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Tren to the Clouds

by Olga Akselrad
(Göteborg, Sweden)

This is the restored train, in Polvorilla. Picture taken from the official website

This is the restored train, in Polvorilla. Picture taken from the official website

This is the restored train, in Polvorilla. Picture taken from the official website This is why they call it... This is the old train, and the rails were not restored yet... scary, huh? Picture is free online, to use as wallpaper This is a small map taken from the official website

Just as Leyla did the Orient Express, I was about 18 months old when I went on this one, and don't claim to remember any of it; but it is a MAJOR feature for anyone visiting South America.

And I think it should probably deserve a mention in any "amazing train ride" list... I still owe it to myself, and I hope to do it next time I go back to Argentina! (I was born in Argentina, but now reside in Sweden).

The service runs along the eastern part of the Salta‚ÄďAntofagasta railway line of the Belgrano Railway (also known as the "C-14" line) that connects the Argentine Northwest with the Chilean border in the Andes mountain range, over 4,220 metres (13,850 ft) above sea level, the fifth highest railway in the world. Originally built for economic and social reasons, it is now primarily of interest to tourists as a heritage railway, though cheaper tickets are also available for locals to use the train as transport.

Currently, the train leaves Salta station for the 15-hour, 434-kilometre (270 mi) round trip to the Polvorilla viaduct, located 4,220 m (13,850 ft) above sea level. The curved viaduct is 224 m (735 ft) long and 64 m (210 ft) high. Once the train has left Salta, it first enters the Valle de Lerma, and then the Quebrada del Toro, before reaching the puna.12 There are numerous stops along the way, some with markets selling artisan goods and locals offering regional cuisine. Normally tourists just take the one-way ride to the viaducto, which takes about 8 hours, and then return to the city by other means.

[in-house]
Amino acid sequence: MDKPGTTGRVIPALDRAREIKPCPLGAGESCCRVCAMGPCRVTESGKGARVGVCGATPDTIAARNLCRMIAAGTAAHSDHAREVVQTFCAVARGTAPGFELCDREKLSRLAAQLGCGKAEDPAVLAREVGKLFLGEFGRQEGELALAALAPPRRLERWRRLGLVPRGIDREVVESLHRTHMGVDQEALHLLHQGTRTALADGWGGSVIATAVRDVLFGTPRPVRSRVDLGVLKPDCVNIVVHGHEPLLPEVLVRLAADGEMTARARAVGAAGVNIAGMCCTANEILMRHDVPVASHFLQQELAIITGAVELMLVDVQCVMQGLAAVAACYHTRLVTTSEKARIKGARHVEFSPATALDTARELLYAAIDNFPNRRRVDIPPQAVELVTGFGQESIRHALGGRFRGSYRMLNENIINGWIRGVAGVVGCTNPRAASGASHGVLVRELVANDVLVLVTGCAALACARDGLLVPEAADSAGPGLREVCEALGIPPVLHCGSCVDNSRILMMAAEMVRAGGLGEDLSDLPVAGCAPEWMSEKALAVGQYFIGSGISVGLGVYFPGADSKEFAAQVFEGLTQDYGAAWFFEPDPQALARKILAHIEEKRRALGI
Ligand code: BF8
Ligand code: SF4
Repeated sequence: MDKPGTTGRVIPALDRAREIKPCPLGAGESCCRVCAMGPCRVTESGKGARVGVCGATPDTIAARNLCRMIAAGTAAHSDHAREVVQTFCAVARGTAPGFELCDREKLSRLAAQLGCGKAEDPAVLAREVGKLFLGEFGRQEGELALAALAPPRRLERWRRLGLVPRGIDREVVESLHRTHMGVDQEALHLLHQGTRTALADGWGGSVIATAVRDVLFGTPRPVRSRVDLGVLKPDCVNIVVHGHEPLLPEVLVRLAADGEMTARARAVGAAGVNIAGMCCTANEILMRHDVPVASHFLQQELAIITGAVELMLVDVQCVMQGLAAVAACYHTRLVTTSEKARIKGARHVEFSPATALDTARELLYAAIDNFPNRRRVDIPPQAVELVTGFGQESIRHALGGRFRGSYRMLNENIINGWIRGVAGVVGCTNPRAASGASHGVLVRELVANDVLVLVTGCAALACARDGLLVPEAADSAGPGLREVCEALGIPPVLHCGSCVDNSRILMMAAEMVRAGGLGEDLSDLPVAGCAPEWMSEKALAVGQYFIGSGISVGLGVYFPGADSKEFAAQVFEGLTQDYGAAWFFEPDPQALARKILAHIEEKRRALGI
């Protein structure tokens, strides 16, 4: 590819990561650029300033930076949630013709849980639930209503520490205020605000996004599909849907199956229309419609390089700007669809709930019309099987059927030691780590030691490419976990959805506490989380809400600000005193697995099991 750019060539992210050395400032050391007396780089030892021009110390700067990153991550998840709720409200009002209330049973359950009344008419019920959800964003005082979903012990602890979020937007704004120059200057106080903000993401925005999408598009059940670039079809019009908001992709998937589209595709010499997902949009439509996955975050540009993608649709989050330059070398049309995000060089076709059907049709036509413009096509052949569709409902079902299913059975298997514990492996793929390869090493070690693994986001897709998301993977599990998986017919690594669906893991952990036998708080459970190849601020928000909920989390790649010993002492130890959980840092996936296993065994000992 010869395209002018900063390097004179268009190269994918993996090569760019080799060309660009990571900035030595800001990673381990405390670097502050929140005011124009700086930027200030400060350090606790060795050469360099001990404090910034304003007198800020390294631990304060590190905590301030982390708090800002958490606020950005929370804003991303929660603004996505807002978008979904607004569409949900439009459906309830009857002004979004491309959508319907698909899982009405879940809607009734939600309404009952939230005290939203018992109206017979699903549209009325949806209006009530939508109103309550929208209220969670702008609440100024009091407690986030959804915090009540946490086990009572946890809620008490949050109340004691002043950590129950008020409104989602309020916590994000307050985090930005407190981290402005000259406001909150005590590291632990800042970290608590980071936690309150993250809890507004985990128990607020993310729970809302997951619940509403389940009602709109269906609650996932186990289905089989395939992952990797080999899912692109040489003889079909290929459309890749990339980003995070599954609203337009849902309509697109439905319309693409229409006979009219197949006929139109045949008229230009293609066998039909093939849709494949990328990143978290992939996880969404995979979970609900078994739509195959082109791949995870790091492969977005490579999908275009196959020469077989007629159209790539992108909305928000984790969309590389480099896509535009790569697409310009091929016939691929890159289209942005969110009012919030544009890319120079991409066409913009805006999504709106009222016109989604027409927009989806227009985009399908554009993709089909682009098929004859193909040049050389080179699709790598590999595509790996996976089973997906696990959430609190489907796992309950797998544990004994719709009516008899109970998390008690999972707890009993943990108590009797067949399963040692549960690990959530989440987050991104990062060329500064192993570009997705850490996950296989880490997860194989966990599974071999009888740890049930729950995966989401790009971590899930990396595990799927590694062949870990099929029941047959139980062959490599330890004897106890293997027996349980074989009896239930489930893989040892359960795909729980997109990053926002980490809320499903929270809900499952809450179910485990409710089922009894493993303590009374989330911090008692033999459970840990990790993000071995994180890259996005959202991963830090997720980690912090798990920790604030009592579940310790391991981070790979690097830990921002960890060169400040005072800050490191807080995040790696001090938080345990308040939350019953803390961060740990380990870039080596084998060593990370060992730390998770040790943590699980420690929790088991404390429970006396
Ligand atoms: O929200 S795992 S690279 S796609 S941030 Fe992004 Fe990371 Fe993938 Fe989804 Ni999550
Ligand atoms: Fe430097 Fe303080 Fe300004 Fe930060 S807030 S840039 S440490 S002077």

It was recently restored, which is good, because in the old pictures you can tell it must have been quite scary to be up there in that flimsy contraption on a windy day...

The official website, while only in spanish, has some incredible pictures and a little map of the route, which is incredibly convoluted because it was forced NOT to have any steep inclines.

Remember though that this is very high altitude, and it is common for people to experience effects of the acute exposure to low partial pressure of oxygen at high altitude. It commonly occurs above 2,400 metres (8,000 ft), and this goes a lot higher than that. People should probably not attempt it if they have been drinking or partying the night before, and should avoid that during the trip as well. Drink plenty of fluids, and that should help with acclimatization.

For more information on altitude sickness, you can refer to this article in Wikipedia, which is quite accurate and complete, and offers a list of symptoms and plenty of additional information.

If you love travel by rail, you might also enjoy A Beginner's Guide to Train Travel.

Comments for Tren to the Clouds

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Aug 11, 2015

by: Leyla

What a wonderful train! If I'm ever in this corner of South America (and I so want to visit this region!) this will be at the top of my list!

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